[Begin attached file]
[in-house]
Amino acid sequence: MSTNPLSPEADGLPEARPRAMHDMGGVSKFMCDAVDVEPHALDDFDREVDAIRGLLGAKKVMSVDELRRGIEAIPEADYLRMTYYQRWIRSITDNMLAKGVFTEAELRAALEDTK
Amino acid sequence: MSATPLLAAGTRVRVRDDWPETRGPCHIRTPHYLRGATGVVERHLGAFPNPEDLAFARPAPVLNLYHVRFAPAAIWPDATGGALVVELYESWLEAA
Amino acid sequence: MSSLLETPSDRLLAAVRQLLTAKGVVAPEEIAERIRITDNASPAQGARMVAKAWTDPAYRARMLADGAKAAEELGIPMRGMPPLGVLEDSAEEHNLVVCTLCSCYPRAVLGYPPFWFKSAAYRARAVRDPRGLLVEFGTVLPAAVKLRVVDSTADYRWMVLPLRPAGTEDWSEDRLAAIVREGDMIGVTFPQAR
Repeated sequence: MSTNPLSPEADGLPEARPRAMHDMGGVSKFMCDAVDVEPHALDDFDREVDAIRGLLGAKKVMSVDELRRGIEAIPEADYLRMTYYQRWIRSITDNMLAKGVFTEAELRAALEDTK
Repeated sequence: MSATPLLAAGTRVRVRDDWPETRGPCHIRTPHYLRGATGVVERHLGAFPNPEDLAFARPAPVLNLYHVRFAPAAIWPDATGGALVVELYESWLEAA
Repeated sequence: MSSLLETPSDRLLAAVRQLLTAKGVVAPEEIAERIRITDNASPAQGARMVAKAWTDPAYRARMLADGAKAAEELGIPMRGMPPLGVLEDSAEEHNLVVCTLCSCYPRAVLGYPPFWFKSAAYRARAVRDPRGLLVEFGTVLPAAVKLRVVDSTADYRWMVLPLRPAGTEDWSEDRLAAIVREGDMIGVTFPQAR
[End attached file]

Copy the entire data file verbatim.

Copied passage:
[in-house]
Amino acid sequence: MSTNPLSPEADGLPEARPRAMHDMGGVSKFMCDAVDVEPHALDDFDREVDAIRGLLGAKKVMSVDELRRGIEAIPEADYLRMTYYQRWIRSITDNMLAKGVFTEAELRAALEDTK
Amino acid sequence: MSATPLLAAGTRVRVRDDWPETRGPCHIRTPHYLRGATGVVERHLGAFPNPEDLAFARPAPVLNLYHVRFAPAAIWPDATGGALVVELYESWLEAA
Amino acid sequence: MSSLLETPSDRLLAAVRQLLTAKGVVAPEEIAERIRITDNASPAQGARMVAKAWTDPAYRARMLADGAKAAEELGIPMRGMPPLGVLEDSAEEHNLVVCTLCSCYPRAVLGYPPFWFKSAAYRARAVRDPRGLLVEFGTVLPAAVKLRVVDSTADYRWMVLPLRPAGTEDWSEDRLAAIVREGDMIGVTFPQAR
Repeated sequence: MSTNPLSPEADGLPEARPRAMHDMGGVSKFMCDAVDVEPHALDDFDREVDAIRGLLGAKKVMSVDELRRGIEAIPEADYLRMTYYQRWIRSITDNMLAKGVFTEAELRAALEDTK
Repeated sequence: MSATPLLAAGTRVRVRDDWPETRGPCHIRTPHYLRGATGVVERHLGAFPNPEDLAFARPAPVLNLYHVRFAPAAIWPDATGGALVVELYESWLEAA
Repeated sequence: MSSLLETPSDRLLAAVRQLLTAKGVVAPEEIAERIRITDNASPAQGARMVAKAWTDPAYRARMLADGAKAAEELGIPMRGMPPLGVLEDSAEEHNLVVCTLCSCYPRAVLGYPPFWFKSAAYRARAVRDPRGLLVEFGTVLPAAVKLRVVDSTADYRWMVLPLRPAGTEDWSEDRLAAIVREGDMIGVTFPQAR